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The equation you phrase as $$|l,m\rangle=\int_\text{all space}\psi_{lm}(r,\theta,\phi)\,\left|r,\theta,\phi\right\rangle r^2\,\mathrm dr\,\mathrm d\Omega$$ is, and must be, wrong. The reason is that $|l,m⟩$ inhabits the orbital part of Hilbert space, $\mathcal H_\Omega$, and the right-hand side is a vector in the full Hilbert space $\mathcal H$, which is the ...


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Before going further, I would suggest you to read Chapter 13 ("Spinors") of R.Wald's book "General Relativity". In that chapter, you will see that 2-spinors are simply vectors living in a two-dimensional complex vector space. The capital letters in the indices are simply the abstract index notation for these vectors (see Section 2.4 in Chapter 2 of the same ...


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First I want to point out that most of these questions do not bring up issues specific to Bohmian mechanics. That's not a criticism, I'm just pointing out that these notations and concepts are already employed in standard quantum mechanics, or even in classical mechanics. I am going to answer this a little casually, and then make my answer "community ...


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The symbol kW(e) or kW${}_e$ refers to the "kilowatt electrical". It is the part of the power that is actually used by the devices connected to the power station or the grid, effectively the average of $P = U\cdot I$. The "kilowatt electrical" should be contrasted with "kilowatt thermal" i.e. kW(th) which represents the power including the thermal losses. So ...


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Four component formalism is the "right" formalism, but it has negative energy eigenstates corresponding to the antiparticles. Most chemists and solid state physics are not interested in the antiparticles, and such negative energy solution causes trouble for conventional variational methods, where you might end up falling to negative infinity energy. It is ...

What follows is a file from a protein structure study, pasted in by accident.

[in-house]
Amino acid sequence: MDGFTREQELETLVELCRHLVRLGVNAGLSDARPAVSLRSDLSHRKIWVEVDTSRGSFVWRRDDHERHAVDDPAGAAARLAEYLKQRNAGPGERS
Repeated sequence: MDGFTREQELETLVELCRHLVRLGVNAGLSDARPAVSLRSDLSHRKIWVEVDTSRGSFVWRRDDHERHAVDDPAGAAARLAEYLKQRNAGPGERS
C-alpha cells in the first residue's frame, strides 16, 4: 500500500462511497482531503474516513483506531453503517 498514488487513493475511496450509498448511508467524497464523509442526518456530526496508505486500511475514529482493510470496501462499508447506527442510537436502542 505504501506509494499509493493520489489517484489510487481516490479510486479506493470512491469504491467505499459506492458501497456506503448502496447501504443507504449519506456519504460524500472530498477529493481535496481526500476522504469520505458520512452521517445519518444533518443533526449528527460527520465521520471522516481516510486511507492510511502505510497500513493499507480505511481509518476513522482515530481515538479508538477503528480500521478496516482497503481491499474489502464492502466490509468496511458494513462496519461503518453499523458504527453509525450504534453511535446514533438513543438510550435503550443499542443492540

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$\newcommand{\ket}[1]{\lvert #1 \rangle} \newcommand{\bra}[1]{\langle #1 \rvert}$The states of a quantum system are nothing else than the abstract vectors in the Hilbert space of states $\mathcal{H}$. For one particle, given a basis of position eigenkets $\ket{x}$ with $\hat{x}\ket{x_0} = x_0\ket{x_0}$ and a state $\ket{i}\in\mathcal{H}$, the wavefunction is ...


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If we know there is a particle(s) in state $i_1$ why do we need $r_1$? Does the state $i_1$ not specify position? The fact that the particle is in a state $|\psi\rangle$ does not specify the particle's position - it specifies the wave-function $$ \langle x | \psi \rangle = \psi(x) $$ from which one can find $$|\psi(x)|^2$$ This is the probability ...



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